Do you prefer your orientals to be “stonking?”


Luca Turin has used the phrase “stonking oriental” to describe some scents. This has reminded me of the opinion some people I’ve known have had about certain types of architecture in Asia. That is, they view it as “over the top,” something that should be relegated to an amusement park, for example. Google tells us that stonking is an adjective “used to emphasize something remarkable, exciting, or very large.” Thus, LT’s phrase may not be as precise as we’d like but I think he means it in the sense of being especially large. So, the obvious question is, large in what way?

There has been “debate” on Basenotes.net and other sites about what should be classified as an “oriental” scent. My thought is that it has to include something resinous (amber may be most common but dry, incense/sandalwood notes get the job done too), some sweetness, and some sort of spice note. Too much sweetness may move it into the gourmand category, or render it a “gourmandiental.” Other notes can be added, but if there aren’t resinous, sweet, and spicy facets, it’s not an oriental. You may disagree, of course, but I can only speak to what makes sense to me at this point. One could argue that oriental scents are “stonking” relative to almost all others, but it can still be the case that “stonking orientals” are more resinous, sweet (without coming across as edible), and/or spicy.

I’d argue that any orientals should not be any kind of “hybrid,” such as a scent that begins as a fougere but has an oriental base. Why not call it a “fougeriental” instead? It’s also true that perceptions change, so that a mild oriental of the 1980s would not be considered a stonking one. Putting these possibilities aside, it may make more sense to talk about what’s not a stonking oriental, which is the thought I had when I wore Kenzo’s Jungle Homme the other day. The description of it at Fragrantica.com includes the following:

This is a spicy, masculine fragrance with woody and citrusy notes.The notes of maté and sweet lime are followed by accord of nutmeg and ambrette seeds. Cedar makes it more sensual and warm.

Jungle is a bit sweeter than I usually prefer, and the citrus is stronger than what one might expect for an oriental scent, but the dry wood provides a kind of resinous quality. However, there is no syrupy type of amber quality to it, as is true for perhaps most oriental scents. LT called Cinnabar and Opium (the one marketed to women) stonking orientals, though he may have said this about others as well. I haven’t tried Cinnabar, but the spice note is very strong in vintage Opium (I’ve tried the EdT). I have tried vintage Tabu, vintage Rumba, vintage Diva, vintage Obsession (both), and quite a few other orientals, old and new.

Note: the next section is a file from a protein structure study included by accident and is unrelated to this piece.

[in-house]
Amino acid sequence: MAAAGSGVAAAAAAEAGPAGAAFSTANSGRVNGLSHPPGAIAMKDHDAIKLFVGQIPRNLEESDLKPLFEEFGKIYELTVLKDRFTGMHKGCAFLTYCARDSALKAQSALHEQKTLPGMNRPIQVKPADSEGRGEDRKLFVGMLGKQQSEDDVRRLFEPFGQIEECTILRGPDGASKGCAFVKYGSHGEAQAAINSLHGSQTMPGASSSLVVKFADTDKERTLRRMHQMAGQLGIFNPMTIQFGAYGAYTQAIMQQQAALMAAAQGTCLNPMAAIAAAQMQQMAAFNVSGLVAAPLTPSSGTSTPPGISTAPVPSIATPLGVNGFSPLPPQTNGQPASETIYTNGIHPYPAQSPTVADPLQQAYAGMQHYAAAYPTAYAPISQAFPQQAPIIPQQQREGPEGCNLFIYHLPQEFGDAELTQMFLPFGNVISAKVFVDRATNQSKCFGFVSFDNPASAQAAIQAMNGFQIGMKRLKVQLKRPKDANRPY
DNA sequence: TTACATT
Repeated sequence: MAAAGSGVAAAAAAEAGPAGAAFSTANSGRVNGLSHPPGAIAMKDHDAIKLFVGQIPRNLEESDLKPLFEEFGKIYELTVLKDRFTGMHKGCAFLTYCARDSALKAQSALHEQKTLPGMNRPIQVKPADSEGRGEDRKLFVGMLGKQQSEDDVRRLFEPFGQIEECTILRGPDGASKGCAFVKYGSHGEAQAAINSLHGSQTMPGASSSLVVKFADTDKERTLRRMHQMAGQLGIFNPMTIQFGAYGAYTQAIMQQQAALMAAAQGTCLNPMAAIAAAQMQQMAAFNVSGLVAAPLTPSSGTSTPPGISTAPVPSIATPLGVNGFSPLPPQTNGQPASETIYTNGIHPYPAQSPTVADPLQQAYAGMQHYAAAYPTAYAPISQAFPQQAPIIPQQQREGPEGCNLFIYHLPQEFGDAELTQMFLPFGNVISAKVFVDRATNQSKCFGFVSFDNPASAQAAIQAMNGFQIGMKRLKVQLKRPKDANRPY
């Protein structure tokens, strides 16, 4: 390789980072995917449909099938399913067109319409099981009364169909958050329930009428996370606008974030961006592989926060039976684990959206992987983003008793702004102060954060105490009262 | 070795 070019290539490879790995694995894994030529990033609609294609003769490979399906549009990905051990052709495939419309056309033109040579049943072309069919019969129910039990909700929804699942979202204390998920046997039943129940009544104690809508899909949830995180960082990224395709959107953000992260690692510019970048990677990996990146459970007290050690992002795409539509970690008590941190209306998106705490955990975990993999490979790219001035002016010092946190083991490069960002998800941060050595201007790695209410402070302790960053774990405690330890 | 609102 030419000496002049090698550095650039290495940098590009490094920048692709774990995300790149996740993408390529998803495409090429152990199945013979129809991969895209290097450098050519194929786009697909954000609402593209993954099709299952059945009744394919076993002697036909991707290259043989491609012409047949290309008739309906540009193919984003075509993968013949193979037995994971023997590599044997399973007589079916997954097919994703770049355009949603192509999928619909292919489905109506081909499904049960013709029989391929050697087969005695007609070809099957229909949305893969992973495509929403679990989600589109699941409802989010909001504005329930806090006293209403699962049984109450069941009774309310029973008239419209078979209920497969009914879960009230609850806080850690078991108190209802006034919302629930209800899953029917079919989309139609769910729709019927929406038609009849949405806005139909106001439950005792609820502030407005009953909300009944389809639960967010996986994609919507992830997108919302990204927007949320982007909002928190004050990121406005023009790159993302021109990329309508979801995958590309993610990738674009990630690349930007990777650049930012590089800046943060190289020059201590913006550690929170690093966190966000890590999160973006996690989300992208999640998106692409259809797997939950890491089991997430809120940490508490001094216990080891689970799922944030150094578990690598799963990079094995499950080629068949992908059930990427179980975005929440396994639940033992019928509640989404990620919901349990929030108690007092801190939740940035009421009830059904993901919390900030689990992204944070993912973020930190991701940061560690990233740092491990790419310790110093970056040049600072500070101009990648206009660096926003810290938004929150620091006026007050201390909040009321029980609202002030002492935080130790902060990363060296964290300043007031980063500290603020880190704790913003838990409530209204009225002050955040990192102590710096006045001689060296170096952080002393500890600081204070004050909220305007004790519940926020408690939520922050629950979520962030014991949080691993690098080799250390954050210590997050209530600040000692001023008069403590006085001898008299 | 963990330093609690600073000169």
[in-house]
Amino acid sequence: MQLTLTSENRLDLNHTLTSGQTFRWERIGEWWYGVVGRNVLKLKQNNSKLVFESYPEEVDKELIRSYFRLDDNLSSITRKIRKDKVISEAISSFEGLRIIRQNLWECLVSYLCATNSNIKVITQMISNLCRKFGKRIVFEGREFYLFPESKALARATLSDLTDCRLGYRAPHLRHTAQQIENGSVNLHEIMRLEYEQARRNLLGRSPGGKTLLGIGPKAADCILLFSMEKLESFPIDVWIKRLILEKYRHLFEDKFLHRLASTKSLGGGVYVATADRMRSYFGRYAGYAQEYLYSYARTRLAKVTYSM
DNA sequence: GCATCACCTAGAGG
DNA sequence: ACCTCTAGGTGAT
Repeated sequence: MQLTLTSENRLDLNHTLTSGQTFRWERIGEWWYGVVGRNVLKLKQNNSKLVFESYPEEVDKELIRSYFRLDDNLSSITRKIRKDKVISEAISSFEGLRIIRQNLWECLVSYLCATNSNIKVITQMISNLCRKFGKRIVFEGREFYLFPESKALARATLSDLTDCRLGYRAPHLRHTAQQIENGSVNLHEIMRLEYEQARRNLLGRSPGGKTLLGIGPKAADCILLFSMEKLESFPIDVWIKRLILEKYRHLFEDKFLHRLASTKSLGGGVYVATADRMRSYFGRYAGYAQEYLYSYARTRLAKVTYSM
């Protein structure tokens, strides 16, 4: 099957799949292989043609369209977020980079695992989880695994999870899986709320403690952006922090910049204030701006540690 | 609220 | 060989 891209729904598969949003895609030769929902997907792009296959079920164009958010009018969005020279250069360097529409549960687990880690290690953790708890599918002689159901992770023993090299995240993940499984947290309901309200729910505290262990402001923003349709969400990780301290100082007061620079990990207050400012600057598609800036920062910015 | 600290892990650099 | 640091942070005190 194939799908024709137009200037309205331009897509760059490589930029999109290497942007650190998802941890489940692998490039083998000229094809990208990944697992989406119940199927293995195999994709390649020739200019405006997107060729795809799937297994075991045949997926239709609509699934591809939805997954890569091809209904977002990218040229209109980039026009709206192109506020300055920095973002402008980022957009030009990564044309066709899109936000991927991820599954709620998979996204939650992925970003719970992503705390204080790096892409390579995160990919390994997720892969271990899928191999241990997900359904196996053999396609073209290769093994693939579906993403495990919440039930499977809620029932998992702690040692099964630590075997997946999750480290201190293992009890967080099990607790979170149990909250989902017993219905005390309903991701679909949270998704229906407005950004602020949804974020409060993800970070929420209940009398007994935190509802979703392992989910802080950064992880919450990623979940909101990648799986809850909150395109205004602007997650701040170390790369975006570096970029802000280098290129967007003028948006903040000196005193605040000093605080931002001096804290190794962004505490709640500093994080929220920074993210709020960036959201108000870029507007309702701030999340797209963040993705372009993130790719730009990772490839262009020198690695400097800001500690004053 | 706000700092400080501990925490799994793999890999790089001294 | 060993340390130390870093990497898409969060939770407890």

My general view is that one can wear any scent if it is applied in the appropriate way. The main issue for me is usually the difference between the opening and the drydown. If it is too wide, then the drydown may be too weak if I apply it to keep the opening from being too strong. For others, certain notes may seem out of fashion, such as “old school” patchouli (meaning that it hasn’t been domesticated in some sort of Mugler Angel/A*Men kind of way. Whatever the case, LT seems to be concerned with how “loud” a scent might be, and to my knowledge hasn’t spoken much (if at all) about reconsidering how one applies certain kinds of scents.

I wish I could offer more guidance here, but perhaps it’s a matter of what you feel comfortable with and/or what you feel comfortable subjecting others to in this context. For example, I don’t know how many “fuzzy,” sweet, powdery/musky (as in “laundry musk”), woody scents I’ve smelled on people (mostly women) as they have walked by me. They may not be stonking but I do find them at least mildly unpleasant. By contrast, on the rare occasions that someone wearing what seems like what LT would call a stonking oriental, I’ve experienced no issues. With these kinds of claims, I think the author should make clear whether he or she is referring to how others may perceive you or how you will be affected by the scent. I prefer scents to be described in terms of naturalness, richness, depth, dynamism, balance, etc., and of course this is only related to the enjoyment the wearer might experience. How others will perceive you if you wear certain scents is definitely not a major interest of mine.

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Filed under Criticizing the critics., The basics.

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